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By Melissa Robbins | November 16, 2000
WHEN Tara Lieberman discovered that her school -- Thomas S. Wootton High in Rockville -- offered a class in the language of her culture, she was thrilled. Now her classmates could learn to communicate with people like her. But when Tara's friends told her they didn't have room for the course because it only counted as an elective, Tara, who is hearing-impaired, was flabbergasted. "ASL [American Sign Language] has a whole separate culture attached to it," she says. "Just like any other language that has its own culture, ASL should be recognized as a foreign language -- if for nothing else, then out of respect for the people who use it."
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NEWS
By Kaitlin Thomas | April 24, 2014
On a recent trip to San Antonio, Texas, I was struck by a realization: Spanish is no longer merely a foreign language; it has officially become a domestic one. Ordering a coffee at Starbucks, having a drink with colleagues at a local restaurant, asking a stranger on the street for directions - all of these are scenarios that would have once, in the not-so-distant past, necessitated an unspoken adherence to a "speak in English" public standard....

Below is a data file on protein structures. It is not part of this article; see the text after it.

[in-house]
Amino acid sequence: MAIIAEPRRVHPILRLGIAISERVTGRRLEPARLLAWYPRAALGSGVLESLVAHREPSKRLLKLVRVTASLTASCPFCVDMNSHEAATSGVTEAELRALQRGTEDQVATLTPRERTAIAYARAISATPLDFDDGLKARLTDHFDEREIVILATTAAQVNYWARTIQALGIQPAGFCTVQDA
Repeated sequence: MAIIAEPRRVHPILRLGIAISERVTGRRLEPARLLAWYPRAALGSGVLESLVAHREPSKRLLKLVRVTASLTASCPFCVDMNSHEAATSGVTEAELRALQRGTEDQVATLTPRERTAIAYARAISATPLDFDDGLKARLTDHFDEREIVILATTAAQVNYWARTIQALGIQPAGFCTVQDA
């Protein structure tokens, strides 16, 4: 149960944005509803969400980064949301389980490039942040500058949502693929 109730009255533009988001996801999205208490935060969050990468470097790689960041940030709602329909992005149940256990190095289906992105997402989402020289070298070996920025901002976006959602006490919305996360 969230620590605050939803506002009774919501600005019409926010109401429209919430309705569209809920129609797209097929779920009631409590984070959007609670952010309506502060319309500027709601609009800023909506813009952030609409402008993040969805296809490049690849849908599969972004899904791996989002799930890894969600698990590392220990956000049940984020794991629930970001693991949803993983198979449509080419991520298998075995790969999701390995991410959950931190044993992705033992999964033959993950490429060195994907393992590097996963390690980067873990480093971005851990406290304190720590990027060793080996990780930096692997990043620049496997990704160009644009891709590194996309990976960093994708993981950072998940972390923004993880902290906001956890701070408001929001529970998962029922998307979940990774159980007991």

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NEWS
By Peter Jensen and Peter Jensen,Sun Staff Writer | February 4, 1994
One thing you can say about Rocio Gonzalez's Spanish class: It keeps rolling along.It rolls through West Baltimore, through Odenton, through Bowie. . . .The usually drowsy commuters boarding the No. 415 commuter train from Baltimore's Penn Station to Washington's Union Station got an eye-opener yesterday: Beginning Spanish en movimiento.Underneath the "no smoking" sign in the last car, Miss Gonzalez invited her captive audience to learn and have a good time -- or at least as much fun as you can at 7:58 a.m. on a Maryland Rail Commuter (MARC)
NEWS
By Larry Schmidt and S. Dallas Dance | March 25, 2013
When today's high school seniors started kindergarten in 2000, there was no iPhone, text messaging was hardly used, and very few K-12 students took online classes. While virtually every other arena has seen rapid change over the past decade, K-12 education has remained virtually the same. However, we cannot successfully educate today's students to succeed in tomorrow's world with yesterday's curriculum and instructional methods. Together, we at the Baltimore County Board of Education and Baltimore County Public Schools propose to propel our school system and students forward with a bold new theory of action.
BUSINESS
By Liz Atwood and Liz Atwood,Evening Sun Staff | August 5, 1991
Mark Ross would like a job in Japan, David Blonder is hoping to settle in France or southern Europe, and Mark Maltby wants to move to Spain.Right now, all three are undergraduate students at the University of Maryland College Park and plan to enter the business school this fall.But they will be seeking a business degree with a difference.Part of their training will include negotiating a mock free-trade agreement with students in Mexico or hammering out a drug policy with students in Argentina.
FEATURES
By ROBERT KANIGEL | June 16, 1991